Three athletes with Kentucky ties will compete at the Olympic Marathon Trials in Los Angeles on Feb. 13. Each have qualified for the trials before but have distinctly different stories.
Bobby Curtis, Michael Eaton and Allison (Grace) Morgan each took the time to answer some questions for me ahead of the trials and I’m excited to share their stories over the next few days.
First up: Bobby Curtis, a Louisville native and St. Xavier graduate (2003). Curtis won 19 state titles as a Tiger before heading to Villanova for a standout collegiate career. He was the national champion in the 5,000 in 2008, a two-time regional champion, seven-time All-American and eight-time Big East champion.
Although he hasn’t lived in Louisville since high school, Curtis said he still visits frequently and running at Seneca and Cherokee Parks is one of his favorite things to do when he’s in town.
“I have a lot of great racing and training memories from those parks,” he said. “And I’m always impressed by the city and it’s people when I come back.”
He trained in Australia for several years before returning to the U.S. to join the Hansons-Brooks Distance Project in 2013. He continues to train with the Hansons-Brooks group in Michigan, which has produced a number of Olympic team contenders, including one of the favorites in the women’s field, Desiree (Davila) Linden.
In 2014, Curtis lowered his marathon best to 2:11:20 at the Chicago Marathon, finishing first American. It was his third marathon — and his third PR.
He debuted at the distance in 2011, finishing in 2:16 at New York. Two years later he dropped to 2:13 at Fukuoka (Japan). “So … I guess I should run 2:09 in L.A.!”
While he’s joking — a little — with that prediction, Curtis believes a 2:10 is what it will take to make the team.
It would be vindication for what Curtis views as a subpar performance at his first Olympic Trials, in 2012, where he finished 10th in the 10,000-meter race.
“I was in Mammoth Lakes doing some of my best training ever,” Curtis recalls. “I think I trained a little too hard leading into the trials and my performance there wasn’t representative of the quality work I had put in leading up to the race.”
But, he said, that’s not unusual. Runners try to elevate their training in preparation for the trials because making the team is so special — but as runners know, push too hard and you can wind up overtrained or worse, hurt.
“This time around I’m trying to keep things normal and avoid letting all the Olympic Trials buzz dictate the intensity of my training,” Curtis said.
That’s not to say his training isn’t intense. Curtis said he just hit his highest milage week ever — 140 miles.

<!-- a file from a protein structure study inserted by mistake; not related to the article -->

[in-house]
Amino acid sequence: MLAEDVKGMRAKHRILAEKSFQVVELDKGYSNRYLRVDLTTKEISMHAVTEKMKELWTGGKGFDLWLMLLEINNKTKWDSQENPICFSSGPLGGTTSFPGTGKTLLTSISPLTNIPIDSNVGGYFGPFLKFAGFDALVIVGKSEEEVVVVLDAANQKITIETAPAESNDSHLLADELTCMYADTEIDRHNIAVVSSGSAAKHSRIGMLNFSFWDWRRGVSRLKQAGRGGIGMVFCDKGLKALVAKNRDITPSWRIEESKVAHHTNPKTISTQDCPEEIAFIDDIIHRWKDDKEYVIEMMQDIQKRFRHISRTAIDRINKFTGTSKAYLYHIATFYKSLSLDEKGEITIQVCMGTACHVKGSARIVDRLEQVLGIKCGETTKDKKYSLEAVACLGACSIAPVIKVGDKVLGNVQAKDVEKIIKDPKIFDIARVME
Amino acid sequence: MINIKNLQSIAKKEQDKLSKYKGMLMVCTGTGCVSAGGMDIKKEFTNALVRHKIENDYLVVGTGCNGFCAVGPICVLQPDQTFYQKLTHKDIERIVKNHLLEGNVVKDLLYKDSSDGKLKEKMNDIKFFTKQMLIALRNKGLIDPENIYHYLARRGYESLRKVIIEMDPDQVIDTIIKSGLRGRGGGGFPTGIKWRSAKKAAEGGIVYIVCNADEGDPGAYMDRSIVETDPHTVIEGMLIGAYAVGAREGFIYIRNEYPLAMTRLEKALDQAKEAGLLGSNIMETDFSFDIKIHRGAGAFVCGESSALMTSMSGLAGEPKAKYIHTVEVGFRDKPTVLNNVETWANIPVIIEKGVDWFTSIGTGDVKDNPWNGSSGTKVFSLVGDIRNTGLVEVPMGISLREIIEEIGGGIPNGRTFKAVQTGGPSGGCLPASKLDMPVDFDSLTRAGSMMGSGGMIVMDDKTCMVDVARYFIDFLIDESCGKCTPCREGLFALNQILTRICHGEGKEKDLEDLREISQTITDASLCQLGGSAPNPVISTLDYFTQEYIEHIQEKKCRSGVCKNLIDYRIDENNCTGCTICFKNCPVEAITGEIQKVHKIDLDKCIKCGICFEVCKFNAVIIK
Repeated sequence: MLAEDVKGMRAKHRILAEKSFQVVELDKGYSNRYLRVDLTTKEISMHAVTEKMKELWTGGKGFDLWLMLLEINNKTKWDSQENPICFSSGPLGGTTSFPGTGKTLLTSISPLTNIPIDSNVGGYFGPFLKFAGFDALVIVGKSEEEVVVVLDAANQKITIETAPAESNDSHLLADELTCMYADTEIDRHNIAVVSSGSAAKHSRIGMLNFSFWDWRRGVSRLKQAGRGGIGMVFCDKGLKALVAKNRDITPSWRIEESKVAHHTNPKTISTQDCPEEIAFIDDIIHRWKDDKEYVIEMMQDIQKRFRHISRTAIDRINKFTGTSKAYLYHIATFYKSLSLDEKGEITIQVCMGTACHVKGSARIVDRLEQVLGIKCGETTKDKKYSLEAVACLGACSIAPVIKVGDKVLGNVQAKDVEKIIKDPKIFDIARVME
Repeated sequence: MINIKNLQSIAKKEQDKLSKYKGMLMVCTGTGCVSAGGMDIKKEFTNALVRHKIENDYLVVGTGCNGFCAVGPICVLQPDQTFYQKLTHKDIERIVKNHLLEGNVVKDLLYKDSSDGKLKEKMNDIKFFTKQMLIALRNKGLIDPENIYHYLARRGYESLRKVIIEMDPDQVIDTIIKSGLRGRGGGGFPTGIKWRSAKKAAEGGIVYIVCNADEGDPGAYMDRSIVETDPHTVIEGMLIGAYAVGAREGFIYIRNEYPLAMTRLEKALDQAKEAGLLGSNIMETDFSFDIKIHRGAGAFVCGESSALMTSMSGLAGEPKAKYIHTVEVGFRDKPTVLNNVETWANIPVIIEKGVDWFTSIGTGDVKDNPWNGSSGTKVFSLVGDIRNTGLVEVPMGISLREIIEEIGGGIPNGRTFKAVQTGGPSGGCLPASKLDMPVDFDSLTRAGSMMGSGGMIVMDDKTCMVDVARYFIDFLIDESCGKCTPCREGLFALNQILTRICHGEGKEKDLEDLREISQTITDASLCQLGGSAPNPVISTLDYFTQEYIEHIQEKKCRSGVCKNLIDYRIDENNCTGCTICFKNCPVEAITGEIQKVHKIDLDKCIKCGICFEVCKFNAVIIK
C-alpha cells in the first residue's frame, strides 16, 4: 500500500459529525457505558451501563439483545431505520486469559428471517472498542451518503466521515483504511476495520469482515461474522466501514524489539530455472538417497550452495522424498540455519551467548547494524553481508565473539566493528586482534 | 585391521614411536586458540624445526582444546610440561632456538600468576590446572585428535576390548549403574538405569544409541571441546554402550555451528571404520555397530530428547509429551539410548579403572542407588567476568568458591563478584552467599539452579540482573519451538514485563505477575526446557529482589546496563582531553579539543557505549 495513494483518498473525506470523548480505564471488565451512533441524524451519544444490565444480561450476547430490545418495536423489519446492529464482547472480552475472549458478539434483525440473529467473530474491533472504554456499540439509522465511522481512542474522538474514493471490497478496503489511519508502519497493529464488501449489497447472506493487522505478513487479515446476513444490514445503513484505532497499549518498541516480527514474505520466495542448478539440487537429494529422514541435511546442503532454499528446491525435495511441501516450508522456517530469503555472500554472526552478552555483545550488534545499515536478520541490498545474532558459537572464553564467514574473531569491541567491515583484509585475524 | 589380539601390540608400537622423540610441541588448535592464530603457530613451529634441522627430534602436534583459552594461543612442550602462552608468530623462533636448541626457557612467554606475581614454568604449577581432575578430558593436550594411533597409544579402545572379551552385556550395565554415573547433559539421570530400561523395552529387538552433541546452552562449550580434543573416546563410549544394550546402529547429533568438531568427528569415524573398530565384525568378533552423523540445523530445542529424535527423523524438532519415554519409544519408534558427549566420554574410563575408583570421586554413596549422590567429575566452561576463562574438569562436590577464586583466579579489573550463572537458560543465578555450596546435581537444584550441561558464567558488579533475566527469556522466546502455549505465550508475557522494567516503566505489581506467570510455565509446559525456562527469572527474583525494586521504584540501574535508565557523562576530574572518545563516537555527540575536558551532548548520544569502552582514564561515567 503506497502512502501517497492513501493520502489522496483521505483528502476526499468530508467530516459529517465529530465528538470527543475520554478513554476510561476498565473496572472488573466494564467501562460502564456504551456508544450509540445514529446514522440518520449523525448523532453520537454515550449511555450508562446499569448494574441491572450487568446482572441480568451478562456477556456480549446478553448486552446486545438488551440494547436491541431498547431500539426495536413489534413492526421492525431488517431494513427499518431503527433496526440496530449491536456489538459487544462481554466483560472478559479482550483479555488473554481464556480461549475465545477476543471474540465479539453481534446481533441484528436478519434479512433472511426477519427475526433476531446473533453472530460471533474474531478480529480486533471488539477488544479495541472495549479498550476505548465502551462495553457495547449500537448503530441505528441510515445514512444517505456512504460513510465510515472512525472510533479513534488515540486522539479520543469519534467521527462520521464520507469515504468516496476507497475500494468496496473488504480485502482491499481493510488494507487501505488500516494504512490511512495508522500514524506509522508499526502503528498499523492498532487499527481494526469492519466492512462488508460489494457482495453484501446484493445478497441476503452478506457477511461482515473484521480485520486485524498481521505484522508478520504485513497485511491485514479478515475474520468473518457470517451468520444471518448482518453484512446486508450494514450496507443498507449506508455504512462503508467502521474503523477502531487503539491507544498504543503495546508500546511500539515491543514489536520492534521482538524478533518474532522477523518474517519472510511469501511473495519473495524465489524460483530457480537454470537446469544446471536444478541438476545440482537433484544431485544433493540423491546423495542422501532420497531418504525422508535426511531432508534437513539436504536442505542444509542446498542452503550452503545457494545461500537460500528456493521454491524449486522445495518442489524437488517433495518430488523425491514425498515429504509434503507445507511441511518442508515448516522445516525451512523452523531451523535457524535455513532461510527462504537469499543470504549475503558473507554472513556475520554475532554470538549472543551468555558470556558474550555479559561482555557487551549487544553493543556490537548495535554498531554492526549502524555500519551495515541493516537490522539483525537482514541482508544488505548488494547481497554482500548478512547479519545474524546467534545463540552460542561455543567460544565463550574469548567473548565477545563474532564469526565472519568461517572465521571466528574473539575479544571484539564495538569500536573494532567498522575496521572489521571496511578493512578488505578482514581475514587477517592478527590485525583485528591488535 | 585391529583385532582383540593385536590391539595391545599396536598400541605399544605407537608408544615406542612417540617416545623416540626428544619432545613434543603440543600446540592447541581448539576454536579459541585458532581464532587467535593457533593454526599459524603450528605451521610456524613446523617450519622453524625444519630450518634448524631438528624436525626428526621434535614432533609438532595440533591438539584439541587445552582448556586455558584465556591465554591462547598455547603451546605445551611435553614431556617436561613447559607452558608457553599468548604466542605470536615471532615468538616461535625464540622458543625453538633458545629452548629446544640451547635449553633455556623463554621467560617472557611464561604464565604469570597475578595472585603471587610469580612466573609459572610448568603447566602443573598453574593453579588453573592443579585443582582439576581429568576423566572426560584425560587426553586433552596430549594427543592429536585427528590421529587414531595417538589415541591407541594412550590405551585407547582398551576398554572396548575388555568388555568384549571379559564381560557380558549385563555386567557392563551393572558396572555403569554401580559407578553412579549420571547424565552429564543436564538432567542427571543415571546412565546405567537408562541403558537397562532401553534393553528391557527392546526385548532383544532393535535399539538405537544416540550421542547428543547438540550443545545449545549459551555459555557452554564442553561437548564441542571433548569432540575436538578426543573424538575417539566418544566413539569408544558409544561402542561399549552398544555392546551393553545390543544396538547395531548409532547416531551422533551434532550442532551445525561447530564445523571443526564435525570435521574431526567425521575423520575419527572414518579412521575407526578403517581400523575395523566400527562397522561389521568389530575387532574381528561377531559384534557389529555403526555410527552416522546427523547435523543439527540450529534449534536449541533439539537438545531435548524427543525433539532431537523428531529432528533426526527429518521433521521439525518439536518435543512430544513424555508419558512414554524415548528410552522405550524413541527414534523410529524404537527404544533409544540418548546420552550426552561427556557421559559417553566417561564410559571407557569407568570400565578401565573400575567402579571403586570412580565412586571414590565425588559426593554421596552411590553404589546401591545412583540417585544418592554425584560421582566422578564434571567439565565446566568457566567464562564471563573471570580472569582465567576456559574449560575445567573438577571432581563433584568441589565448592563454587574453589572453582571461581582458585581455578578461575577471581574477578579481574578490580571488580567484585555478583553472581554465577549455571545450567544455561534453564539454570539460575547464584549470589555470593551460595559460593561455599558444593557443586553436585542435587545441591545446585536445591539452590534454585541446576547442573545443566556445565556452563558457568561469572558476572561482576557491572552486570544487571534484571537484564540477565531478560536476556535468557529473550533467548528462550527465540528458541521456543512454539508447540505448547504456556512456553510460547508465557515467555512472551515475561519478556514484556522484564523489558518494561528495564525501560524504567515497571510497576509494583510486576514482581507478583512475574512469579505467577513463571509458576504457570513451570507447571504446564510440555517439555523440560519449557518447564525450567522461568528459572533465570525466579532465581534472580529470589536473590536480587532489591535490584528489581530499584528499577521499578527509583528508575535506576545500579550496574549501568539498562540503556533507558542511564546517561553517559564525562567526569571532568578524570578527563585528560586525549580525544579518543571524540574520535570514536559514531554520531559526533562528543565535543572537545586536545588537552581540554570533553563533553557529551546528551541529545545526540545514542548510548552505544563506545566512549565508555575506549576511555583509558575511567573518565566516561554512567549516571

“Other than that, I’m following pretty much the same program I did before Chicago,” Curtis said. For 10 weeks, he’s been putting in 20-mile long runs, 8-16 mile workouts and 120-ish miles per week.
“In marathon training I think it’s really important not to go overboard because once you’re cooked there is no coming back,” he said. “My college coach used to say to keep your training ‘al dente’ and I think that’s a good way to describe how this segment has progressed for me.”
Curtis has reached a level of understanding with the marathon that he didn’t have when he toed the line on the Verrazano-Narrows Bridge.
“Like a lot of track guys, I naively thought that my track times indicated I should run 2:10 or 2:11 with no problem,” he said. “That was a humbling experience. At mile 20, I was sure I was going to run 2:11. By mile 22, I was wondering if I should drop out!”
Time and consistency have been key to his steadily-improving times. Building up to 18- and 20-mile recovery days — from 13-14 miles — and running longer tempo and long runs “just took time.”
The four-time national team member isn’t solely focused on the marathon. Last year he raced in the world cross country championships, and he said he still looks forward to racing on the track.
“In the end it’s all distance running,” he said. “I think you can get stale if you just focus on one aspect of distance running, so I like to do a little bit of road, track, cross-country and marathon racing.”
But for the next few weeks his attention is on the race at hand. If things go as planned, he’ll be training for the Olympic marathon in August.
Curtis said he believes he’ll need his fourth-consecutive marathon PR to make the team and he hopes to run even splits for the race.
“I would like to be top 3,” Curtis said. “I think there are probably 10 or so people that could make the team on the right day, so I want to do every thing I can on race day to be one of those people.”